What Can Testers Learn From the Vasa Incident?

By 18th June 2015 Agile

What on Earth does a 17th-century Swedish warship have to do with agile software project management?

For those of you who aren’t familiar with this classic case study of project management gone wrong, repeated in business schools around the world, here’s some background about the Vasa.

The Vasa Incident

The Vasa was a huge project commissioned by King Gustavus Adolphus of Sweden (1611-1632) between 1626 and 1628 as a way to bolster the might of the Royal Swedish Navy, back when the Swedish Empire was a leading military power in Europe and engaged in frequent battles against its neighbouring countries.

The King poured enormous amounts of money and man-hours into constructing one of the largest, most expensive military project ever undertaken till that point in time in history.

The Vasa would be 135 feet in length and carry 64 guns arranged over two gun-decks.

Or so were the requirements that the royal Product Owner specified at the end of an ever-changing list of decrees. In fact, the expected outcomes for the Vasa project kept changing constantly and this was one of the factors that ultimately contributed to its untimely end.

When it was time to launch the Vasa on its maiden voyage on 10 August 1628, the ship sailed for no longer than a few minutes, less than a mile from the coast, when a sudden gust of wind caused the ship to capsize and sink, taking down with it 50 of the 100 sailors who were on board.

The Vasa was eventually salvaged and it is now housed in its own dedicated museum. The salinity of the waters it sank into kept it surprisingly well-preserved, and the battleship today attracts hundreds of thousands of visitors each year who go to admire its tragic splendour and remind themselves of the potentially catastrophic consequences of flawed project management.

vasa-ship-photo

The ship in the main hall of the Vasa Museum.

Fast-forward to today: Vasa and agile software projects

Building a ship is an ambitious endeavour today as it was centuries ago during the time the Vasa was being constructed. Therefore, there are many parallels that can be drawn between the Vasa project and the software product you and your Scrum team are developing right now.

In fact, the Vasa syndrome is a term used in management which is inspired by that disastrous event and describes a collection of risk factors, including problems with goal-setting, team communication and handling unexpected changes in plans, which could spell doom for any project.

To make sure you avoid repeating the errors that contributed to the Vasa fiasco, I compiled a list of the top six software project management problems that this historic incident highlights.

6 problems in software projects that could be your ‘Vasa’

1. An impossible work schedule

Putting too much pressure on your Scrum team members is almost guaranteed to set your project up for disaster. Changing requirements and a lack of estimates based on data from previous projects are often the cause of an overburdened schedule that needs to be trimmed down pronto.

2. Requirements that change too rapidly

I mentioned it in the previous point and I’ll mention it again: making changes in mid-project is a sure recipe for something to go wrong. Things get even more complicated when it’s your people who seem to be going in and out through a revolving door, not just your requirements!

3. Lack of detailed planning

Software projects often grow from small activities that the team is familiar with and then gradually snowball into bigger and more complex affairs. In many cases keeping track of an expanding project requires you to use sophisticated tools to list your technical specifications, cross-reference documentation and draw up detailed project plans that can be instantly circulated among the stakeholders.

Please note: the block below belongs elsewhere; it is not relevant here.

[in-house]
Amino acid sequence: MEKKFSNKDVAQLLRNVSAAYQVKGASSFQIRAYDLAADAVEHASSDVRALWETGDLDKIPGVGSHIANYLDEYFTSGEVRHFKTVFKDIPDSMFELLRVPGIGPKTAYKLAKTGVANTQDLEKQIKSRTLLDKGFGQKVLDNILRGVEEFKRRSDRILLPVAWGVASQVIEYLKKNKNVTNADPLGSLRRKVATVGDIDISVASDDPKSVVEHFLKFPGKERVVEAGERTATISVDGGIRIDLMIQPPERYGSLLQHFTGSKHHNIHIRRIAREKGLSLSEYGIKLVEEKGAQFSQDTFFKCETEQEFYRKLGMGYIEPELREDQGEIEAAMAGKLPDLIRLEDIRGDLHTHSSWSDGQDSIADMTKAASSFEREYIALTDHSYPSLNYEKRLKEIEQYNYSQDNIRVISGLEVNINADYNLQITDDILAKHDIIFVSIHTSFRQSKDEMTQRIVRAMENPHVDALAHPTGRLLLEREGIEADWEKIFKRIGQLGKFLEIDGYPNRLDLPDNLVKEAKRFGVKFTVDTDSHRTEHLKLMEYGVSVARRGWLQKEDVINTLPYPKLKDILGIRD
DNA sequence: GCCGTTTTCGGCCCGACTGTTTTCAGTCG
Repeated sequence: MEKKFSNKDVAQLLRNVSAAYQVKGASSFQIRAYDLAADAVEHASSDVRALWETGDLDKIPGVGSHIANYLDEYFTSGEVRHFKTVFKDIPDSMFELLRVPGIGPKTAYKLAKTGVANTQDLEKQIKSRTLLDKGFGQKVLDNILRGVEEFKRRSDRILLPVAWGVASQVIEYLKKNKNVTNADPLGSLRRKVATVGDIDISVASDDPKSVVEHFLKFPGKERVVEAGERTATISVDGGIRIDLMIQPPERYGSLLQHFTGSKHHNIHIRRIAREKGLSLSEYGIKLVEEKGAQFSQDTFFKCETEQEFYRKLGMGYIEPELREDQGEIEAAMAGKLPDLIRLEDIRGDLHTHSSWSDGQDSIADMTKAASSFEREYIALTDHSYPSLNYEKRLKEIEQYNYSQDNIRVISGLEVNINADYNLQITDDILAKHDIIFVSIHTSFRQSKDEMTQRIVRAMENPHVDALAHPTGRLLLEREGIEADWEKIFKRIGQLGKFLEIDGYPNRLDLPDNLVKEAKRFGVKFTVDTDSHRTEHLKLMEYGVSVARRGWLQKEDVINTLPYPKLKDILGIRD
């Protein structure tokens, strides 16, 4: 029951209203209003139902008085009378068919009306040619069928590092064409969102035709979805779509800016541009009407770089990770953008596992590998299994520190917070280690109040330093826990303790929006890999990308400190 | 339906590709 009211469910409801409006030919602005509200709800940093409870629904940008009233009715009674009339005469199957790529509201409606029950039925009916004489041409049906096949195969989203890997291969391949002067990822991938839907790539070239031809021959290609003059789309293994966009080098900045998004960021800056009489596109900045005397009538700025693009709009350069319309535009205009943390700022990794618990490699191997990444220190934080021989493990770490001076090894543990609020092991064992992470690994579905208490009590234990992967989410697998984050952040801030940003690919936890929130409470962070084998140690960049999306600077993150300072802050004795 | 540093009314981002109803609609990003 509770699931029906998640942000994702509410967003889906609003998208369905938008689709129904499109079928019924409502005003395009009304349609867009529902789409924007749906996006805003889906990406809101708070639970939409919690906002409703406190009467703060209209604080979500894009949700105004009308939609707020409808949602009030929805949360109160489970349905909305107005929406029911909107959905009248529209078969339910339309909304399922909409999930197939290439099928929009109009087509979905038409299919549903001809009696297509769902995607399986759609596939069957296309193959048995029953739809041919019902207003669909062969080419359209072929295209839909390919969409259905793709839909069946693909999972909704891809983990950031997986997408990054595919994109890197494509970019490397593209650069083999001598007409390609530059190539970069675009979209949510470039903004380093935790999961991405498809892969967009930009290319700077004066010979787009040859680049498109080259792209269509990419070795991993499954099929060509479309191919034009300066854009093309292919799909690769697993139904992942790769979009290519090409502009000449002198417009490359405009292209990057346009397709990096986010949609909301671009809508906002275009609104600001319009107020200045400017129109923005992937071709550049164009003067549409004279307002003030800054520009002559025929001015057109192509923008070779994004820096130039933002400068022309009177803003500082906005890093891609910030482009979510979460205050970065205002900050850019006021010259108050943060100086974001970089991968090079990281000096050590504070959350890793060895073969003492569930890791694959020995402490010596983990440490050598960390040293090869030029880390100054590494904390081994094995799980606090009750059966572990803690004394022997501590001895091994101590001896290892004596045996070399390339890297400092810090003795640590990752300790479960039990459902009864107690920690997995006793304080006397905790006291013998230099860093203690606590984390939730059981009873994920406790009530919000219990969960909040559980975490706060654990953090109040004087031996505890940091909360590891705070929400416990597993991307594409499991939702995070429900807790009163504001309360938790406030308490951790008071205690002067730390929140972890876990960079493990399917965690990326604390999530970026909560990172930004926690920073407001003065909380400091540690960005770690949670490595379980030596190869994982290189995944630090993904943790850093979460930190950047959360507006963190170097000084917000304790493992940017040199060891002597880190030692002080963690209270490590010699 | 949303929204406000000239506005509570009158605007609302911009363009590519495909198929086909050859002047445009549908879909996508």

4. Going overboard with innovation

Pardon the nautical pun, but this is one of the problems that Scrum teams almost constantly run into: letting their ambition take over practical considerations. Software projects always include some degree of innovation, however adding new features just to satisfy some creative impulse without regard for user experience and the company’s bottom line is a temptation that must be resisted at all costs.

5. Pumping too many requirements in a project

‘Requirements creep’ is a common symptom of projects destined to failure. This can happen both when old requirements are not updated periodically or when new ones are just included without looking at the bigger picture. A complication of this is when a project becomes so big that it’s almost impossible to dig through the layers of unnecessary code to fix any bugs lurking deep inside without incurring tremendous costs.

6. Ignoring obvious problems

One of the most shocking revelations about the Vasa is that the ship had failed its ‘acceptance’ test, which consisted of a group of sailors running along the deck to see how the ship would hold up to stability. The Vasa lurched horribly, so much that the test was suspended after a few tries, but this finding was never reported, probably to avoid displeasing the King. It behooves software engineers to speak out whenever they notice any problems that could detract from the users’ experience.

The Wrap-up: Saving your software project from disaster

The Vasa was a complex project that involved plenty of risk and pushed to the limit of the skills and knowledge that the people who worked on it had.

Human fallibility is a risk factor that can never be completely eradicated from a project, however the struggles your Scrum team experiences when working on software products are the same that any group of people face when getting together to work on a common goal.

Learning from past experiences that parallel your own is a great method to control these problem areas more effectively and keep your project afloat.

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